Complete the nematocide field trials.

Support germplasm development by pulsed NMR, solid state NMR and partial seed GC analysis for selection of improved lesquerolic acid content and natural estolides.

Produce pilot scale quantities of lesquerolic acid estolides.

Complete evaluation of viscosity modifiers.

Provide oversight as needed for oleic estolide commercial production.

Evaluate physical properties of linkage position estolides.


4a.What was the single most significant accomplishment this past year?
Commercial production of cuphea began in 2005 with initial acreages grown in the upper midwest. Seeds harvested from this grow-out will serve two purposes. First, to supply a high value product from cuphea oil. Secondly, to provide sufficient quantities of seed for increased production in 2006.


4b.List other significant accomplishments, if any.
Examined the lab synthesis and optimization of coco-canola and canola estolides which had excellent pour points in the -36 degree C range. These new estolides are comparable with the simple oleic and coco-oleic estolides in terms of their oxidative stability.

Completed the synthesis of estolides from oleic fatty acid, lesquerella and castor oils. The estolides will be evaluated as a potential cutting fluid and have its rheological values measured by the Cereal Products Research Unit at NCAUR.

Physical properties of lesquerella oil estolides completed. Properties of castor and lesquerella estolides were comparable. Best pour points of -36 degree C were found for hexanoic capped lesquerella estolides. Bad oxidative stability was observed for these materials unless they were hydrogenated. After hydrogenation, these estolides gave very good RBOTs (58 min) without antioxidant.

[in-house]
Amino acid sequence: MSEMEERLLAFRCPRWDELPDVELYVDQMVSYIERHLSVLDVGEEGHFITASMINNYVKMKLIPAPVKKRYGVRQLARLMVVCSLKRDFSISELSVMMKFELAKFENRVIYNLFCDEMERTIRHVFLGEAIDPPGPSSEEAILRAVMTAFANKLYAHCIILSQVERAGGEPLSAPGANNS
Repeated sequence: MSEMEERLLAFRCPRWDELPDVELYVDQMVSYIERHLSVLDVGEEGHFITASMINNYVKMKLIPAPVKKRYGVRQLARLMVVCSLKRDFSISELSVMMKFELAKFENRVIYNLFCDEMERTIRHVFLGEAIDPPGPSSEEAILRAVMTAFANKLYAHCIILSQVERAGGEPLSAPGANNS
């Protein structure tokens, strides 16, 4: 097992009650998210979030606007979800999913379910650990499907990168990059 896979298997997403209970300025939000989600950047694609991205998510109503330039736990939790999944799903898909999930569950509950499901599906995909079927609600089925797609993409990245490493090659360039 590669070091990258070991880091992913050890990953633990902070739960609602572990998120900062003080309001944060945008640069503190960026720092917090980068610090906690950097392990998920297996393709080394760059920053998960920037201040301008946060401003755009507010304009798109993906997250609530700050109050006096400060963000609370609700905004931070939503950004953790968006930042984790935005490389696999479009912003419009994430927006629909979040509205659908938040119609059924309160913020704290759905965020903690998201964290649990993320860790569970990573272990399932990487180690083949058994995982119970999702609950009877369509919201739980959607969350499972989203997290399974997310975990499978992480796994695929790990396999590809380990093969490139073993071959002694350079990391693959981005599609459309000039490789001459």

Completed the synthesis of a very cost effective lard-oleic estolide with cold temperature properties comparable with oleic estolides. These new animal-plant estolides have good oxidative stability properties (RBOT) at a relatively low cost.

Completed the synthesis and physical properties of estolides from lesquerella/castor fatty acids. Best estolides in term of physical properties were capped with 2-ethylhexanoic acid (pour points in the -60 degree C range).

Large scale canola fatty acid synthesis for potential license.

Removal of the tin 2-ethylhexanoate catalyst used in the lesquerella (oil and fatty acid) estolide synthesis with the use of a carbon filter.

Scaled-up of coco-oleic estolides in pilot plant.

Cuphea was successfully grown and harvested on sandy irrigated soils, Havana IL (3 acres).